Vegetarians and meat-eaters ALL love beans.
“Beaned” from infancy as a small child with a steaming bean and barley soup made by my grandmother, which became even more appealing when I was older and was allowed to add some red wine to the recipe (maybe the Venetian version of the famous Jota triestina where the acidity comes from the sauerkraut and not from the wine), I have always loved beans in every form.
Friuli produces excellent types of bean thanks to the suitability of the land and because of past needs; poverty and low-cost protein stimulated their cultivation, and with barley, potato or pasta became a single dish. But what beans do we produce? Where? My curiosity prompted me to draw up an imaginary “Bean Tour” on the map that rewarded me with new flavours and sights, which I had never enjoyed before even though I live here.
I started from S. Quirino, a Templar location near home, to discover the Fagiolo Antico (literally ‘Old Bean’) where one of the few producers welcomed me. To find myself in that barn with masses of beans laid out to dry, listening to the mellow and proud tale of Donato who retrieved an ancient seed handed down by his ninety-year-old grandmother with excellent results in terms of quality, to the point of becoming a candidate for the Slow Food Presidium, was beyond price. This is travel, as far as I am concerned: culture and a sharing of passions; so much so, that when I went back home i created a sweet recipe with his beans: sweet bean cream with a tart of old bread and raisins!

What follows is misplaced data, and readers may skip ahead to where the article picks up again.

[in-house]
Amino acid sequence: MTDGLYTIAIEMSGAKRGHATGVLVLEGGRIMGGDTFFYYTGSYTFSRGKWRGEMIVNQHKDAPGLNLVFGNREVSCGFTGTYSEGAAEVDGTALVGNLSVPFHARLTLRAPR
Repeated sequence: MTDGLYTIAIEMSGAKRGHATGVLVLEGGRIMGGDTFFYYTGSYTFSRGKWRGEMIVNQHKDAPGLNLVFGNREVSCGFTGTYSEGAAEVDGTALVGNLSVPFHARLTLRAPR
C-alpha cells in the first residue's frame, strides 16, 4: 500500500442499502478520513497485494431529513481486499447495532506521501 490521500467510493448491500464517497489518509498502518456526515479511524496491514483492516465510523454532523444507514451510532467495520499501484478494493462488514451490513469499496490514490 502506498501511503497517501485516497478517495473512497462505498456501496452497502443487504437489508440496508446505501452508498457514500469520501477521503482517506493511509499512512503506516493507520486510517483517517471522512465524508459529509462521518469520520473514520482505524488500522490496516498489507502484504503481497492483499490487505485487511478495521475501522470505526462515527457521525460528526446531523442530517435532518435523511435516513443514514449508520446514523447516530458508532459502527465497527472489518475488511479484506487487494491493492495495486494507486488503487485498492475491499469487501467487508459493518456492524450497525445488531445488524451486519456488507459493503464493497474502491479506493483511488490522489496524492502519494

The next stop was Platischis and another revived bean: fine, fleshy and big, with 50 shades of… purple!
A small village in the foothills of the Julian Alps, on the Slovenian border, which has endured war, famine and depopulation. Going up the narrow street you can still imagine the echo of the shots, and in a trattoria the mess tins of the soldiers are still jealously guarded, hanging from the ceiling. Nestling in the woods in the middle of nowhere, this is the realm of organic farmers and breeders and of lovers of wild forests or fishing, downstream in the Cornappo.
From here I go to Carnia, considered the homeland of beans; I stop at Cavazzo Carnico with its beautiful lake. I didn’t look for the Santisim Tricolore bean, I have to say, because the temptation of a dip in the emerald lake in the company of ducks, was too strong, so I dived in and socialised with the many campers. I continued to Val Pesarina for the most famous and typical borlotto bean of Carnia. I headed for Pesariis, which is famous also for being the “town of clocks”, and find beans in every garden and clocks at every corner, as well as many and interesting ones in the small, but excellent museum where they give you a map of the village marking its many and strange clocks.
Do not miss the festival in mid-September that is called “Arlois e Fasois”: clocks and beans!
The tour in numbers
167 km one way
Beans eaten: Too many and excessively good
Side effects: none felt
Joy and wonder: 100%